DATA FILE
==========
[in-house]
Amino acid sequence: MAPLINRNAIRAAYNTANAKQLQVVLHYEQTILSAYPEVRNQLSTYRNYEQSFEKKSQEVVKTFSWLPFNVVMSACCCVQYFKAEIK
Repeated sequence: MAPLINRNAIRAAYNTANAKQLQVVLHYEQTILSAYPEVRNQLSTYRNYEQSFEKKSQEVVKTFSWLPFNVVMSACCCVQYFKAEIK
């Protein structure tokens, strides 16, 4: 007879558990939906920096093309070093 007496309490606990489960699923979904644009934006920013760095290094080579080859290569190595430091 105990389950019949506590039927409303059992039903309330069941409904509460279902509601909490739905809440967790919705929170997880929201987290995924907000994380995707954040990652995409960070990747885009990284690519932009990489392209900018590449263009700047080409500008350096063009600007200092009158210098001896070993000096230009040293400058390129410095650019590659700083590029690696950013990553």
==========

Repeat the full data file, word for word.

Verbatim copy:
[in-house]
Amino acid sequence: MAPLINRNAIRAAYNTANAKQLQVVLHYEQTILSAYPEVRNQLSTYRNYEQSFEKKSQEVVKTFSWLPFNVVMSACCCVQYFKAEIK
Repeated sequence: MAPLINRNAIRAAYNTANAKQLQVVLHYEQTILSAYPEVRNQLSTYRNYEQSFEKKSQEVVKTFSWLPFNVVMSACCCVQYFKAEIK
């Protein structure tokens, strides 16, 4: 007879558990939906920096093309070093 007496309490606990489960699923979904644009934006920013760095290094080579080859290569190595430091 105990389950019949506590039927409303059992039903309330069941409904509460279902509601909490739905809440967790919705929170997880929201987290995924907000994380995707954040990652995409960070990747885009990284690519932009990489392209900018590449263009700047080409500008350096063009600007200092009158210098001896070993000096230009040293400058390129410095650019590659700083590029690696950013990553």